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Glaucoma Surgery

A Closer Look at Laser & Incisional Glaucoma Surgery Types

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As you already know, glaucoma is a progressive, chronic deterioration of the optic nerve that is commonly caused by increased IOP. However, there are multiple types of glaucoma surgery and devices designed to lower IOP, which will help slow down or prevent nerve damage. Although most cases of glaucoma can be managed with medications, different glaucoma surgery types may be required in certain cases. Continue reading for a list of the most common laser and incisional glaucoma surgery types. 

Laser vs Incisional Types of Glaucoma Surgery

In general, there are two primary types of surgical procedures: laser and incisional. 

Laser Types of Glaucoma Surgery

In most instances, ophthalmologists will suggest laser surgery prior to incisional procedures, unless the optic nerve is badly damaged or if the patient's IOP is very high. During the laser procedure, a highly focused beam of light is used to treat the trabecular meshwork of the eye to help increase the flow of fluid. 

Incisional Types of Glaucoma Surgery

When laser surgery doesn't achieve the desired result or if the IOP starts to rise again, you may suggest incisional surgery. Incisional surgeries involve the use of surgical tools to create a hole for drainage. 

Once created, the new opening allows the fluid to bypass the clogged canals and properly flow out of the artificial openings. In some instances, incisional surgical procedures may need to be repeated after long periods of time or when excessive scarring can't be avoided.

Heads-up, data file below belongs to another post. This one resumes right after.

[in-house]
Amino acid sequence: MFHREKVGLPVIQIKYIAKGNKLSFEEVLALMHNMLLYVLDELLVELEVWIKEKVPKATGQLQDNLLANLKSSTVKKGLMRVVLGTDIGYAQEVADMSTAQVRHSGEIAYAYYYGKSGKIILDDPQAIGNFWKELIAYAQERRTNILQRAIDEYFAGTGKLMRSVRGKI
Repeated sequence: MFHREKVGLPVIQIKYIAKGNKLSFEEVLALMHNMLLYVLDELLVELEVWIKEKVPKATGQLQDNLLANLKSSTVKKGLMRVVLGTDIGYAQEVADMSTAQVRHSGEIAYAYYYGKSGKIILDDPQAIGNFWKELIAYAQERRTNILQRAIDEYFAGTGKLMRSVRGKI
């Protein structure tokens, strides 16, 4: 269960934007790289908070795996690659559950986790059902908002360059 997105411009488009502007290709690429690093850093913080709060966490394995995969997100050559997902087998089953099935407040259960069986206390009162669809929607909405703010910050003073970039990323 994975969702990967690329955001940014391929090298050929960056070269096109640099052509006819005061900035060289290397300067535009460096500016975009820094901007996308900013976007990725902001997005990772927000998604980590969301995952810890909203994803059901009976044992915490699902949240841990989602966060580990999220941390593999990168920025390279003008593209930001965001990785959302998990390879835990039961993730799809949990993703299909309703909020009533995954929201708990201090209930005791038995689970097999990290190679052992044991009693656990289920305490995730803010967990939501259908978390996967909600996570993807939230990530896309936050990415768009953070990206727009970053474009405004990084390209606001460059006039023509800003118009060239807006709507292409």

Laser Trabeculoplasty Type of Glaucoma Surgery

Ophthalmologists can perform laser trabeculoplasty to help increase the outflow of internal eye fluid. During this procedure, a laser is used to create small holes in the filtration angle of the eye — where the iris and cornea meet. With the newer version of this procedure — selective laser trabeculoplasty — the surrounding tissue suffers minimal damage from heat, which means the selective laser trabeculoplasty can be safely repeated. 

Laser trabeculoplasty is typically performed as a supplement to eye drop therapy. However, much research is being conducted to determine whether the selective laser trabeculoplasty could be used regularly as a first-line therapy for open-angle glaucoma as well as other forms of glaucoma — prior to drops being used. 

Glaucoma Surgery Types that Create New Channels

There are multiple types of glaucoma surgery designed to create new channels to promote a more normal flow of fluid. One procedure, the trabeculectomy, involves partially removing the drainage system in the eye. In doing so, a controlled leak of the aqueous humor is created. 

It filters underneath the conjunctiva, and a tiny conjunctival bubble will appear where the surgically-created valve is made. Other types of procedures that involve the creation of new channels for the flow of fluid include: